“Yes! YES!!”
“I wish my parents knew this!”
“Could you please tell this to my mom?”
“Can I take a picture of that and show it to my dad?”

While it is a parent’s instinct to rescue or cheer up or smooth the way, understanding becomes more important than problem-fixing once a child reaches 10 or 11 years old. Middle school is full of emotional ups and downs, and relationships are everything. When things go wrong with friends or classmates, the whole world crashes down on them. Empathy is actually appreciated more than interference, so instead of calling other parents or talking to teachers, a wise parent will be understanding but hands off.

School is also more stressful than parents remember. While teens don’t have to worry about mortgage payments or aging parents, they do have to face countless opportunities to feel dumb, along with perceived judgment from their peers, sitting still all day, and more work when they get home. Instead of convincing them that their lives aren’t so bad, parents will connect better if they express empathy for the trials and anxiety that accompany adolescence.

When things go wrong in your middle schooler’s life, pause before reacting. Don’t offer solutions or try to make things better. Resist the urge to ask questions starting with “Why. . .?” or “How. . .?”  Be available, but don’t push your way in. Offer food or a blanket but don’t insist. Ask if a hug would be okay, but don’t be surprised if the answer is no. Your understanding and patience will be appreciated, far more than your offer of help. And even if your don’t say the words, your middle schooler will hear “I love you” coming through loud and clear.

A Tale of Two (Moody) Middle Schoolers

It was a pretty chill Friday until the last two periods of the day, when I got to deal with two guys with attitude.

I heard student #1 (let’s call him Sam) yelling before I entered his classroom:  “What’s your friggin’ problem? I can’t believe you just did that! What’s wrong with you?!” I didn’t wait to find out what the issue was; I walked in and sent Sam to another room to cool down,  knowing he’d only get more worked up if I gave him a chance to speak. It turned out someone had backed a chair over Sam’s poster on the floor, and Sam unloaded on him without giving him a chance to apologize.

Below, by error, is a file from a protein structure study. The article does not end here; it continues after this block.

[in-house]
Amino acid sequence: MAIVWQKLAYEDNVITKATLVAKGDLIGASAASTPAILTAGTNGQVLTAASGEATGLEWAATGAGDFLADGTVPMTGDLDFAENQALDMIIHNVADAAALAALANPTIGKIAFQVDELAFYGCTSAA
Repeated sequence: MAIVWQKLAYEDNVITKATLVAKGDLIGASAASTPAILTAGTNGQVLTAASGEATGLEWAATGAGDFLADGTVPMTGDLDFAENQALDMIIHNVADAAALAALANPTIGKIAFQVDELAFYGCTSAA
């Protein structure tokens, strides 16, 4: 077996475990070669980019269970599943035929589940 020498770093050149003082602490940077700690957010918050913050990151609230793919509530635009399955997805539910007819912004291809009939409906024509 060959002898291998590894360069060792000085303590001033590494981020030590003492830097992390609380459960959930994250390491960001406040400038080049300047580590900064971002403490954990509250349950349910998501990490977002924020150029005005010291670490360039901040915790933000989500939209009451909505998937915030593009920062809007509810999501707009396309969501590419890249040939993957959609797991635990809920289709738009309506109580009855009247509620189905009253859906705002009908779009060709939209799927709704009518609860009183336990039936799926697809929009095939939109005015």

I went to Sam and let him tell his side. I then told him his response was inappropriate and said when he was calm, he could return to class. I also said he needed to apologize at some point. He was back in 5 minutes, not ready to apologize, but sulking quietly in his chair.  I ignored him for 20 minutes until he raised his hand, ready to participate, at which point I called on him like nothing had happened.

During the next class, I had a student (let’s call him Liam) get testy with me because he didn’t want to be in the front row in a dance number we were rehearsing for graduation.  When I pointed out that he’d already rehearsed with the front row and couldn’t change because the back row’s routine was different, he got sarcastic, “Oh, no! I would go this way instead of that way and mess everything up!” I calmly said he could drop out if he wasn’t happy, and he turned and left the gym. I let him go, knowing he was headed to another classroom to vent to a staff member.

Minutes later he was back with a sincere apology: “I’m sorry; that was stupid. I shouldn’t have said that.” I told him he was forgiven and said we could’ve worked out something, but when he chose sarcasm, I got defensive. He apologized again and held out his hand. We shook hands, he got back in line, and the rehearsal continued.

I’m often asked how I deal with “all that attitude” in middle school.  The reality is that I don’t face much of it, because if it appears I stay maddeningly calm and defuse the situation as quickly as possible. I first avoid an open confrontation and then I pretend it never happened, allowing students back into my good graces as soon as they stand down (regardless of my feelings at that point). I want us both to get back in the Blue (cool, peaceful) Zone and out of the Red (hot, angry) Zone as soon as possible so life can go on.